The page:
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Oppression Of Women In Homer's Odyssey

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In many societies today, individuals are led to believe that the concept of women possessing their own strength or independence is abnormal. As a result, women experience the world in a constrained way in comparison to men, even if they are in higher classes of society. However, these extensive aspects of females are contradicted in some ancient Greek literature. In the epic poem, The Odyssey, Homer portrays women as a vital and powerful force through the characters Penelope and Circe, who counter the normality of misogyny in Homer’s time.
Penelope’s character displays how some women are able to exceed society’s standards and show strength and cleverness when it is necessary. For the many years that Odysseus has been away, Penelope is able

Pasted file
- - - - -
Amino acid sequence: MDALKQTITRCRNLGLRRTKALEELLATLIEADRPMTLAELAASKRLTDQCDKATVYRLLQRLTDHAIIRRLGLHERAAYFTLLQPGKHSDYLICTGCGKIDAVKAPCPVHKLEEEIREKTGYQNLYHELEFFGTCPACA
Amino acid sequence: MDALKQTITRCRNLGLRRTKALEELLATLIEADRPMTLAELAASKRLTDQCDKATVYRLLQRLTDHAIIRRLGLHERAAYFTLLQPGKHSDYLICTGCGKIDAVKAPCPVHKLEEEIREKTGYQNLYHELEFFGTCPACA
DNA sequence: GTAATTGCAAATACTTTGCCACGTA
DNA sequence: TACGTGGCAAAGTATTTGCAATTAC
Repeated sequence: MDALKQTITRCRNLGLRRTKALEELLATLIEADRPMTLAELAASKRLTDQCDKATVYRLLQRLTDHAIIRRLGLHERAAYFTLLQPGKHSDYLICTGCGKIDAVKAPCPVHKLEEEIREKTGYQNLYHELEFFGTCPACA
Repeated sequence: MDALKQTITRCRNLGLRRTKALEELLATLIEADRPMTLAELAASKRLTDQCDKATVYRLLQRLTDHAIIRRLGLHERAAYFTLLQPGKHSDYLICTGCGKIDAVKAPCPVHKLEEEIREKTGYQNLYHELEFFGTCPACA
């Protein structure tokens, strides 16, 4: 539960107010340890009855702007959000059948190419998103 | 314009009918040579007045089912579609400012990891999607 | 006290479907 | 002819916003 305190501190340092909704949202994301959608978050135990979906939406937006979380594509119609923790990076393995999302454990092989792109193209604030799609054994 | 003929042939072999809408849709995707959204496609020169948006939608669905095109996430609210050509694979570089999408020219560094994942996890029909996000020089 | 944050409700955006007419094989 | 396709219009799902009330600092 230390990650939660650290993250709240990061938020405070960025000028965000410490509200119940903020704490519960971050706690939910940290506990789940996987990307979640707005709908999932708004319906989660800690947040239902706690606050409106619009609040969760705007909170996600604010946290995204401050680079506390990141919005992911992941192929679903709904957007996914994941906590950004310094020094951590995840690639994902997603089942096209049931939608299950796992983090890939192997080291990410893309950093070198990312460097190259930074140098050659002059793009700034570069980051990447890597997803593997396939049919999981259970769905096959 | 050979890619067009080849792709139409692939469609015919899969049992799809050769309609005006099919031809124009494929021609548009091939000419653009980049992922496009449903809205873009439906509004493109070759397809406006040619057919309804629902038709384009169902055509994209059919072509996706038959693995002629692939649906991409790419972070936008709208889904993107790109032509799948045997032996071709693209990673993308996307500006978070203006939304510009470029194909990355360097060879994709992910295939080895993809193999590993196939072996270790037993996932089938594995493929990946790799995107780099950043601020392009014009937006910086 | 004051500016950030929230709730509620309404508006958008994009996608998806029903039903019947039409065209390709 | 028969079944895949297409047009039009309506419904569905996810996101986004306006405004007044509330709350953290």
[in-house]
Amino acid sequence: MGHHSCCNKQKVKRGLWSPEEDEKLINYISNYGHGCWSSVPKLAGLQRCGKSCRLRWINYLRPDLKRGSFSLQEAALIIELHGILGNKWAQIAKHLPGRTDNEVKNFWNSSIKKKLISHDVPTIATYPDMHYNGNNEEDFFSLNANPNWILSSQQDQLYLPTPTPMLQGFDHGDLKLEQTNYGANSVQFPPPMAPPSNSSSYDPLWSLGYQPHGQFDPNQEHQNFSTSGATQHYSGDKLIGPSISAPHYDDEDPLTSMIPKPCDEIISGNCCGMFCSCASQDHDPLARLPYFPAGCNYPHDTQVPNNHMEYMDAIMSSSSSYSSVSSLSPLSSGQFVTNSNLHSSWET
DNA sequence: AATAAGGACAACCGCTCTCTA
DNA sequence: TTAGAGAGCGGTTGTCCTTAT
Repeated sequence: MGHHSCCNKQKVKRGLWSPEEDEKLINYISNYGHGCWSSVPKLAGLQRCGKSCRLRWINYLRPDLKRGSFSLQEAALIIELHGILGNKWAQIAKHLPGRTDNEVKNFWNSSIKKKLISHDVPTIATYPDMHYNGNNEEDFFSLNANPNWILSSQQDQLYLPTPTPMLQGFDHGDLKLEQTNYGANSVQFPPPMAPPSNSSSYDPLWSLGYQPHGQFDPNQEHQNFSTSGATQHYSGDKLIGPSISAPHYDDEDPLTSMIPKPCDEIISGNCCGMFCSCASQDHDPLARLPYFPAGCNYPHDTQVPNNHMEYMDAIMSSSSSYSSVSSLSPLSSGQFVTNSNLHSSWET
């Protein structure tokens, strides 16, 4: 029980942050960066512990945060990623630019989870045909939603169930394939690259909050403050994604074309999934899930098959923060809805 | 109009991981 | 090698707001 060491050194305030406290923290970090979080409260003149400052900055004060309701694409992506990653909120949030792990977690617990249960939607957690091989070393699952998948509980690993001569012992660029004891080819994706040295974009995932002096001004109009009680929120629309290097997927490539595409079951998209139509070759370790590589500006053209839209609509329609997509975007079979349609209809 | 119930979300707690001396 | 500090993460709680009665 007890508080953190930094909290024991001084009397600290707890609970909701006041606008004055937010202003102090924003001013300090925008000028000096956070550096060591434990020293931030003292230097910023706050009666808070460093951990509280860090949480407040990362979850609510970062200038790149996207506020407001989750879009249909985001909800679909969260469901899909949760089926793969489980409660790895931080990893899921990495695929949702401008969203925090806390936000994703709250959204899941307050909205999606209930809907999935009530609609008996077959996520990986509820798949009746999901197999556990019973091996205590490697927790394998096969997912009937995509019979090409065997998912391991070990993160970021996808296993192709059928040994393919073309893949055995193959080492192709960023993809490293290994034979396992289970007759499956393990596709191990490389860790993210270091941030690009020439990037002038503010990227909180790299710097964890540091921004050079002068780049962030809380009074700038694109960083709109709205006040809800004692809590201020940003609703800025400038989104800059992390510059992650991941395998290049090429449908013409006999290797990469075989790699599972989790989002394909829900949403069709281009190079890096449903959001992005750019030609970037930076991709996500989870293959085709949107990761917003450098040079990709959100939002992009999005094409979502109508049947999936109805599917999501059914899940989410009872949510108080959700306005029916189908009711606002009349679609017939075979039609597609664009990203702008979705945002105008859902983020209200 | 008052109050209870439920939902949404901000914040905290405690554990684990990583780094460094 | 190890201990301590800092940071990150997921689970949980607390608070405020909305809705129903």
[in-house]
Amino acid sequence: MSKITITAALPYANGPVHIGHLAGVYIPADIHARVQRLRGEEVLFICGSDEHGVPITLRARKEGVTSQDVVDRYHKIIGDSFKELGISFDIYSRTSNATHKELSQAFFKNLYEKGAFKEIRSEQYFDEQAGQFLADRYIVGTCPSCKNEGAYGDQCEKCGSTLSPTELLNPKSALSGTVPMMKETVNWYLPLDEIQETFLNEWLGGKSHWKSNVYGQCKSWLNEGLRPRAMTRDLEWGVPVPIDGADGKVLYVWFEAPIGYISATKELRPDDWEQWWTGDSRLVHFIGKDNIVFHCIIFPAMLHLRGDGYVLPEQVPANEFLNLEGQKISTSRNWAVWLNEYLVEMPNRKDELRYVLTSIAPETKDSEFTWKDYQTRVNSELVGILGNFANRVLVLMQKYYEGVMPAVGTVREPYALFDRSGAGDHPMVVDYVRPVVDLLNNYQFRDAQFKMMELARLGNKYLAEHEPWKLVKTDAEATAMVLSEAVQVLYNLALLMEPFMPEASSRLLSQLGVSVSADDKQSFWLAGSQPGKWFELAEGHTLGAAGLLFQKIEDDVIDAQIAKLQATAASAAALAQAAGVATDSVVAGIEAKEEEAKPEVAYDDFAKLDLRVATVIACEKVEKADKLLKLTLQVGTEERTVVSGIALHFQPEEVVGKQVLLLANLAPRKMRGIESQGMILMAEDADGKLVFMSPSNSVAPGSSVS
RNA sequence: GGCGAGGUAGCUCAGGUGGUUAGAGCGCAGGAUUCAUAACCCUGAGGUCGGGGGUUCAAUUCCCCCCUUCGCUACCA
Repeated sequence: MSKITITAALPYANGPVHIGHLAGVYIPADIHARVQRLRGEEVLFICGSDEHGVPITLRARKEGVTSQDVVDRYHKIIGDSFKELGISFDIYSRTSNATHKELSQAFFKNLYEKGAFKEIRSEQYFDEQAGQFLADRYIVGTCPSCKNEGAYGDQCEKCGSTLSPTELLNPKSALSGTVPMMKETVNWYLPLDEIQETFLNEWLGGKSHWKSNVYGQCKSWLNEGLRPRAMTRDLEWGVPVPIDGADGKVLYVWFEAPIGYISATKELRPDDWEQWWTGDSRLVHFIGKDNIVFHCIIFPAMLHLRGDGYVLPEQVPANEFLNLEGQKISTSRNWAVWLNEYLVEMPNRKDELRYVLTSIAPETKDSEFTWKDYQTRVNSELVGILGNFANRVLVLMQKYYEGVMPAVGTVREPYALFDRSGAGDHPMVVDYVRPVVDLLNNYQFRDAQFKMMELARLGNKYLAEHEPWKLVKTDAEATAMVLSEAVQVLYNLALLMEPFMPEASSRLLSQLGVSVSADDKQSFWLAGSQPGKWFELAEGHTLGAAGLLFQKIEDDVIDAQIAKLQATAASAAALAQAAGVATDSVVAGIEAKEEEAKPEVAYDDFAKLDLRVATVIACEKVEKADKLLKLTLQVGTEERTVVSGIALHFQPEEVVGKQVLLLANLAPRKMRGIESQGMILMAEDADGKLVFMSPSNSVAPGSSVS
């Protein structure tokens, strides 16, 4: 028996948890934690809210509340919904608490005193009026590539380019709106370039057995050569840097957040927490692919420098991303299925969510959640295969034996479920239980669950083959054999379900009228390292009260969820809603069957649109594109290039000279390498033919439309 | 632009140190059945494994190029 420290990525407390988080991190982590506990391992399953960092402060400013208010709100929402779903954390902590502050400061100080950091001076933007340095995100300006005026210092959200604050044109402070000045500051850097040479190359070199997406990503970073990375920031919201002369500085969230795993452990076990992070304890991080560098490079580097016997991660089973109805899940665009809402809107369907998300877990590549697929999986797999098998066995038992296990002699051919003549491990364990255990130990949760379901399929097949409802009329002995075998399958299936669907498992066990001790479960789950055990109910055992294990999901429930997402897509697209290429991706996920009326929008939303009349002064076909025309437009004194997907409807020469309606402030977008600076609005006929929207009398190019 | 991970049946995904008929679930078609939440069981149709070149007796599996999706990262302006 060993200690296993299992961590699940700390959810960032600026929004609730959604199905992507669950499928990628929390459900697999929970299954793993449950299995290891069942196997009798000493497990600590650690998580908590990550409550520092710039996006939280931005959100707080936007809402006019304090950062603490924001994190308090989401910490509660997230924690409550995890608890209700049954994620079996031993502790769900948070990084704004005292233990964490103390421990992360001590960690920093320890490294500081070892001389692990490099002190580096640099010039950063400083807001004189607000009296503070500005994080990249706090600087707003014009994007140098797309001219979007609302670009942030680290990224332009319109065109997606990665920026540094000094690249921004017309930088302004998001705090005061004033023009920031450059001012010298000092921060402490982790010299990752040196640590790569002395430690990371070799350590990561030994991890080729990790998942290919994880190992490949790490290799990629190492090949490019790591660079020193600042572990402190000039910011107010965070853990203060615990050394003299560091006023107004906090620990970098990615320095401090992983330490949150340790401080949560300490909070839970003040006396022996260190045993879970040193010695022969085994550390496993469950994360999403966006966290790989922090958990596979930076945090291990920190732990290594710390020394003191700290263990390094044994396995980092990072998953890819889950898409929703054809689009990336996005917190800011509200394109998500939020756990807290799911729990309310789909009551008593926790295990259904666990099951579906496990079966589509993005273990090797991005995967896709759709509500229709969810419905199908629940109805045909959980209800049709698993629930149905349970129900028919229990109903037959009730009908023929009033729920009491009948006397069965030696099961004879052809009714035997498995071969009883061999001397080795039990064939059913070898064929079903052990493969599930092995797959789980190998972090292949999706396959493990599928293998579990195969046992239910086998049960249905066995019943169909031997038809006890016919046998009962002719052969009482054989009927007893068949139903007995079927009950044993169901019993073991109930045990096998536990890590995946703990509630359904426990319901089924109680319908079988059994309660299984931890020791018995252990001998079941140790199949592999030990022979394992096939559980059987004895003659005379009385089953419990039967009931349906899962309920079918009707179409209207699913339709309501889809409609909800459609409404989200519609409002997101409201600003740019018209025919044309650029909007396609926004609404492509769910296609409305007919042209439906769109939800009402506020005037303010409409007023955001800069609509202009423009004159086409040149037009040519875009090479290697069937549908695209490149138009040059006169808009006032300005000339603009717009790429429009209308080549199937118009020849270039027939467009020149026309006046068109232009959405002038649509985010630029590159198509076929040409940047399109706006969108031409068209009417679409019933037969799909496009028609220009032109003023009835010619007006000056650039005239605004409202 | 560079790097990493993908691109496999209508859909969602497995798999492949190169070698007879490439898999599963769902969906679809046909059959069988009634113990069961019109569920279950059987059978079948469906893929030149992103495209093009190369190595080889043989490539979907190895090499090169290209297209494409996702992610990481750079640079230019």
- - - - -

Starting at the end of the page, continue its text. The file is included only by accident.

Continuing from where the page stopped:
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Circe’s aggressive display of hospitality is the opposite of the general standard of how women are expected to perform. For instance, when Odysseus’ men arrive at her island, she deceives them into eating a meal with “her own vile pinch, to make them lose desire or thought of [their] dear father land” (Homer 10.30-31). While other women are expected to welcome men with open arms, Circe disregards the common notion and goes against them. Her ability to control and manipulate the situation for her own benefit shows how she holds a strong authority over anyone who might wish to challenge her. Including her firm control, her knowledge and intellect causes her to have a great effect on Odysseus’ future. For example, with her ability to see what is to come, Circe predicts “destruction for [Odysseus’] ship and crew” (Homer 12.104-105). Circe’s knowledge controls the choices that Odysseus makes in order to avoid his downfall which proves how he relies on her guidance and wisdom. Her prediction determines the fate of Odysseus’ men and impacts the course of events that happens afterwards. As well as her knowledge, Circe uses her appearance to seduce Odysseus and keep him on her island. Generally, Circe is perceived as “a dominant figure that tempts and empowers men” (Phillips). While men are generally known to take advantage of women, Circe misleads and overpowers them for her own gain. Her need to show dominance helps build her strong and formidable character that has a vital impact on the lives of Odysseus and his men. Throughout the poem, Circe’s character establishes how women are able to conquer and prevail over others with their own strength and
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